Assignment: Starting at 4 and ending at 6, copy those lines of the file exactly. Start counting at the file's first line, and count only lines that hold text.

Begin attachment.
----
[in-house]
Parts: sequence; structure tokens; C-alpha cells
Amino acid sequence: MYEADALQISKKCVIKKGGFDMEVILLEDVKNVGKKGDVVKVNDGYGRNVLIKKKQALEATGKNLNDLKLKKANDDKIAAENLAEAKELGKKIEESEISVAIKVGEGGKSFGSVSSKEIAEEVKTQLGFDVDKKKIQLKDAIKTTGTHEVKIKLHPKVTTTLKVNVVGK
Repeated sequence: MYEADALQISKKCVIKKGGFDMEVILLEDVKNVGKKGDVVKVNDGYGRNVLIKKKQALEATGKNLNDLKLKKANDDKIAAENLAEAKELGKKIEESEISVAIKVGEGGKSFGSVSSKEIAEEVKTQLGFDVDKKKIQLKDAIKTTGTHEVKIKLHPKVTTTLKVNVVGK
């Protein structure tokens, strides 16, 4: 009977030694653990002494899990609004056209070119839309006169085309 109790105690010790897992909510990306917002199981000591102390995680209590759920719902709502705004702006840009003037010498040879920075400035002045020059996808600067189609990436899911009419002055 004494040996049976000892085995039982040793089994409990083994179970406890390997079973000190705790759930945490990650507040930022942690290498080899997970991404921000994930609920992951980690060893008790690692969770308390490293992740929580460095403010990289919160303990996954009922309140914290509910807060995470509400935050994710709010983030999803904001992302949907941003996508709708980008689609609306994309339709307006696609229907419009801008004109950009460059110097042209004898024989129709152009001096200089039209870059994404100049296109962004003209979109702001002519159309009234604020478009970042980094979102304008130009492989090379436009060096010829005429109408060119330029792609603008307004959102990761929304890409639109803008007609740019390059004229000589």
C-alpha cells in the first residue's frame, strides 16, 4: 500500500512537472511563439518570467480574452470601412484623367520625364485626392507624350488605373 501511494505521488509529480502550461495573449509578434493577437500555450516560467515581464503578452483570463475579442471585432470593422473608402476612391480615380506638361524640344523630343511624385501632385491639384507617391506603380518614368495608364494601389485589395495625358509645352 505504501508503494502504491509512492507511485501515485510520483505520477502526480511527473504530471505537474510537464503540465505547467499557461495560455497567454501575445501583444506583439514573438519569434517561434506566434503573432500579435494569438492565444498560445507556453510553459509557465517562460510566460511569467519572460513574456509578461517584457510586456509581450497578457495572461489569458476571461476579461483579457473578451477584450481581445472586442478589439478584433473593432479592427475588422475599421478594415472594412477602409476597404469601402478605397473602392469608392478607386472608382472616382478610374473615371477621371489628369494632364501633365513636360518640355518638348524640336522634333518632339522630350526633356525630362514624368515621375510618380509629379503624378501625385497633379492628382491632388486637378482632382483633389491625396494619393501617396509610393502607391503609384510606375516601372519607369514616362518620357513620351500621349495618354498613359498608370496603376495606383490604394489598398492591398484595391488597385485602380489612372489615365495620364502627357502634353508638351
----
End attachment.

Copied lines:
Repeated sequence: MYEADALQISKKCVIKKGGFDMEVILLEDVKNVGKKGDVVKVNDGYGRNVLIKKKQALEATGKNLNDLKLKKANDDKIAAENLAEAKELGKKIEESEISVAIKVGEGGKSFGSVSSKEIAEEVKTQLGFDVDKKKIQLKDAIKTTGTHEVKIKLHPKVTTTLKVNVVGK
């Protein structure tokens, strides 16, 4: 009977030694653990002494899990609004056209070119839309006169085309 109790105690010790897992909510990306917002199981000591102390995680209590759920719902709502705004702006840009003037010498040879920075400035002045020059996808600067189609990436899911009419002055 004494040996049976000892085995039982040793089994409990083994179970406890390997079973000190705790759930945490990650507040930022942690290498080899997970991404921000994930609920992951980690060893008790690692969770308390490293992740929580460095403010990289919160303990996954009922309140914290509910807060995470509400935050994710709010983030999803904001992302949907941003996508709708980008689609609306994309339709307006696609229907419009801008004109950009460059110097042209004898024989129709152009001096200089039209870059994404100049296109962004003209979109702001002519159309009234604020478009970042980094979102304008130009492989090379436009060096010829005429109408060119330029792609603008307004959102990761929304890409639109803008007609740019390059004229000589």
C-alpha cells in the first residue's frame, strides 16, 4: 500500500512537472511563439518570467480574452470601412484623367520625364485626392507624350488605373 501511494505521488509529480502550461495573449509578434493577437500555450516560467515581464503578452483570463475579442471585432470593422473608402476612391480615380506638361524640344523630343511624385501632385491639384507617391506603380518614368495608364494601389485589395495625358509645352 505504501508503494502504491509512492507511485501515485510520483505520477502526480511527473504530471505537474510537464503540465505547467499557461495560455497567454501575445501583444506583439514573438519569434517561434506566434503573432500579435494569438492565444498560445507556453510553459509557465517562460510566460511569467519572460513574456509578461517584457510586456509581450497578457495572461489569458476571461476579461483579457473578451477584450481581445472586442478589439478584433473593432479592427475588422475599421478594415472594412477602409476597404469601402478605397473602392469608392478607386472608382472616382478610374473615371477621371489628369494632364501633365513636360518640355518638348524640336522634333518632339522630350526633356525630362514624368515621375510618380509629379503624378501625385497633379492628382491632388486637378482632382483633389491625396494619393501617396509610393502607391503609384510606375516601372519607369514616362518620357513620351500621349495618354498613359498608370496603376495606383490604394489598398492591398484595391488597385485602380489612372489615365495620364502627357502634353508638351